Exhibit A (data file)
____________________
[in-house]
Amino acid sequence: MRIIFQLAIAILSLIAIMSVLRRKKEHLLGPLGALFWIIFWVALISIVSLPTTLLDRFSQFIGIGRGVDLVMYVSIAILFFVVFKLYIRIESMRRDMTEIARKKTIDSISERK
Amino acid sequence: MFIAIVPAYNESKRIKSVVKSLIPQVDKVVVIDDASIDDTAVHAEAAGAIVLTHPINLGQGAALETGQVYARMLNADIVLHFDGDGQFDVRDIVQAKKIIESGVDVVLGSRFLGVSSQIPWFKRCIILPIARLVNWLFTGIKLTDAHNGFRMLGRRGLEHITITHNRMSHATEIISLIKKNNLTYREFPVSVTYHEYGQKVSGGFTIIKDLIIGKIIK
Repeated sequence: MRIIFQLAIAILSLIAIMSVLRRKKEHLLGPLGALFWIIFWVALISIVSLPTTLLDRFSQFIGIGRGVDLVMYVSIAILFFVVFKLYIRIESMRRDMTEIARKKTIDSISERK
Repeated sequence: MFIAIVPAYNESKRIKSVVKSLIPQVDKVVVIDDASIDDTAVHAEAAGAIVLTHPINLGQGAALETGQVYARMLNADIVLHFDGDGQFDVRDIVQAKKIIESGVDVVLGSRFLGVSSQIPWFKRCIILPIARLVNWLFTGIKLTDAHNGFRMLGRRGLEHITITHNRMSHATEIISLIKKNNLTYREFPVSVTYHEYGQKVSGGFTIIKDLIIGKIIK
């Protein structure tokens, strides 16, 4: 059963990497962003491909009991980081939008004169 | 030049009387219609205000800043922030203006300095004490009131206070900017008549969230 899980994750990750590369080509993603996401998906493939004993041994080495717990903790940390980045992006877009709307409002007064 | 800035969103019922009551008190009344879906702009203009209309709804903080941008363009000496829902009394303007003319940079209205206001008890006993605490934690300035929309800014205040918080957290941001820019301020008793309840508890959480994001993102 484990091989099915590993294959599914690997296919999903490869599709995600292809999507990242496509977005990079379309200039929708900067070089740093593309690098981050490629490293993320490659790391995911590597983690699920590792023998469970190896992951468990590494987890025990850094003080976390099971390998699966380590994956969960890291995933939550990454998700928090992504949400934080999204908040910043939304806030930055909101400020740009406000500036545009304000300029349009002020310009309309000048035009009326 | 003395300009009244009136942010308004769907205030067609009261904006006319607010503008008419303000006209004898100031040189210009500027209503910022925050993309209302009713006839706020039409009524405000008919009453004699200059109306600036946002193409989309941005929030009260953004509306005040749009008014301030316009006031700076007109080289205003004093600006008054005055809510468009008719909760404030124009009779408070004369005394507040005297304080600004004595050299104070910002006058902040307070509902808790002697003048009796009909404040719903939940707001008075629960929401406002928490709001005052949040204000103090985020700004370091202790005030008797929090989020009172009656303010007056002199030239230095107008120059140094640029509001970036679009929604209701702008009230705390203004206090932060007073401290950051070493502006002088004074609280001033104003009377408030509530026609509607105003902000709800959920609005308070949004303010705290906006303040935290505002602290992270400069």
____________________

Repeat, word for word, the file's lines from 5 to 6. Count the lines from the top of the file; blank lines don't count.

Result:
Repeated sequence: MFIAIVPAYNESKRIKSVVKSLIPQVDKVVVIDDASIDDTAVHAEAAGAIVLTHPINLGQGAALETGQVYARMLNADIVLHFDGDGQFDVRDIVQAKKIIESGVDVVLGSRFLGVSSQIPWFKRCIILPIARLVNWLFTGIKLTDAHNGFRMLGRRGLEHITITHNRMSHATEIISLIKKNNLTYREFPVSVTYHEYGQKVSGGFTIIKDLIIGKIIK
């Protein structure tokens, strides 16, 4: 059963990497962003491909009991980081939008004169 | 030049009387219609205000800043922030203006300095004490009131206070900017008549969230 899980994750990750590369080509993603996401998906493939004993041994080495717990903790940390980045992006877009709307409002007064 | 800035969103019922009551008190009344879906702009203009209309709804903080941008363009000496829902009394303007003319940079209205206001008890006993605490934690300035929309800014205040918080957290941001820019301020008793309840508890959480994001993102 484990091989099915590993294959599914690997296919999903490869599709995600292809999507990242496509977005990079379309200039929708900067070089740093593309690098981050490629490293993320490659790391995911590597983690699920590792023998469970190896992951468990590494987890025990850094003080976390099971390998699966380590994956969960890291995933939550990454998700928090992504949400934080999204908040910043939304806030930055909101400020740009406000500036545009304000300029349009002020310009309309000048035009009326 | 003395300009009244009136942010308004769907205030067609009261904006006319607010503008008419303000006209004898100031040189210009500027209503910022925050993309209302009713006839706020039409009524405000008919009453004699200059109306600036946002193409989309941005929030009260953004509306005040749009008014301030316009006031700076007109080289205003004093600006008054005055809510468009008719909760404030124009009779408070004369005394507040005297304080600004004595050299104070910002006058902040307070509902808790002697003048009796009909404040719903939940707001008075629960929401406002928490709001005052949040204000103090985020700004370091202790005030008797929090989020009172009656303010007056002199030239230095107008120059140094640029509001970036679009929604209701702008009230705390203004206090932060007073401290950051070493502006002088004074609280001033104003009377408030509530026609509607105003902000709800959920609005308070949004303010705290906006303040935290505002602290992270400069």